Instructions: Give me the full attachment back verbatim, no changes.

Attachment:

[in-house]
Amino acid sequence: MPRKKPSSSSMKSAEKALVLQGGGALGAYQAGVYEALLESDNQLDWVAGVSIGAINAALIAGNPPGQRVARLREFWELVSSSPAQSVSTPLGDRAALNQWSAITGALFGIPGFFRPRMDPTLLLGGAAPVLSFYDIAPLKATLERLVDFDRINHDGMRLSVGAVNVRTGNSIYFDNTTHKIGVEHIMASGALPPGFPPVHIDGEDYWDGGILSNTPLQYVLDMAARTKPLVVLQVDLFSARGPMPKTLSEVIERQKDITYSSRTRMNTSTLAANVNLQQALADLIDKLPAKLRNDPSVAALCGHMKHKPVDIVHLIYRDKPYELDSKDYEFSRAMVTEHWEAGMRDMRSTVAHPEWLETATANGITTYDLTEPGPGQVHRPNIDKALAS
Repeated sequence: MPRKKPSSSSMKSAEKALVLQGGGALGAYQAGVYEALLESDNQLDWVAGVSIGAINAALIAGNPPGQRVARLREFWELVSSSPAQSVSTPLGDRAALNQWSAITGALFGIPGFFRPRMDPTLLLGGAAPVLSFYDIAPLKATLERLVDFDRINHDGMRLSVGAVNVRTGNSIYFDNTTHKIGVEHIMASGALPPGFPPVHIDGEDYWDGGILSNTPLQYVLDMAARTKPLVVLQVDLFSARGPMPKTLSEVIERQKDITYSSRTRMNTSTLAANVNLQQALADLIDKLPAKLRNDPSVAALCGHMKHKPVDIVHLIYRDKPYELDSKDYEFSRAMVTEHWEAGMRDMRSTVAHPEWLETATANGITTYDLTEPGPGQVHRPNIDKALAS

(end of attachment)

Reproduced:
[in-house]
Amino acid sequence: MPRKKPSSSSMKSAEKALVLQGGGALGAYQAGVYEALLESDNQLDWVAGVSIGAINAALIAGNPPGQRVARLREFWELVSSSPAQSVSTPLGDRAALNQWSAITGALFGIPGFFRPRMDPTLLLGGAAPVLSFYDIAPLKATLERLVDFDRINHDGMRLSVGAVNVRTGNSIYFDNTTHKIGVEHIMASGALPPGFPPVHIDGEDYWDGGILSNTPLQYVLDMAARTKPLVVLQVDLFSARGPMPKTLSEVIERQKDITYSSRTRMNTSTLAANVNLQQALADLIDKLPAKLRNDPSVAALCGHMKHKPVDIVHLIYRDKPYELDSKDYEFSRAMVTEHWEAGMRDMRSTVAHPEWLETATANGITTYDLTEPGPGQVHRPNIDKALAS
Repeated sequence: MPRKKPSSSSMKSAEKALVLQGGGALGAYQAGVYEALLESDNQLDWVAGVSIGAINAALIAGNPPGQRVARLREFWELVSSSPAQSVSTPLGDRAALNQWSAITGALFGIPGFFRPRMDPTLLLGGAAPVLSFYDIAPLKATLERLVDFDRINHDGMRLSVGAVNVRTGNSIYFDNTTHKIGVEHIMASGALPPGFPPVHIDGEDYWDGGILSNTPLQYVLDMAARTKPLVVLQVDLFSARGPMPKTLSEVIERQKDITYSSRTRMNTSTLAANVNLQQALADLIDKLPAKLRNDPSVAALCGHMKHKPVDIVHLIYRDKPYELDSKDYEFSRAMVTEHWEAGMRDMRSTVAHPEWLETATANGITTYDLTEPGPGQVHRPNIDKALAS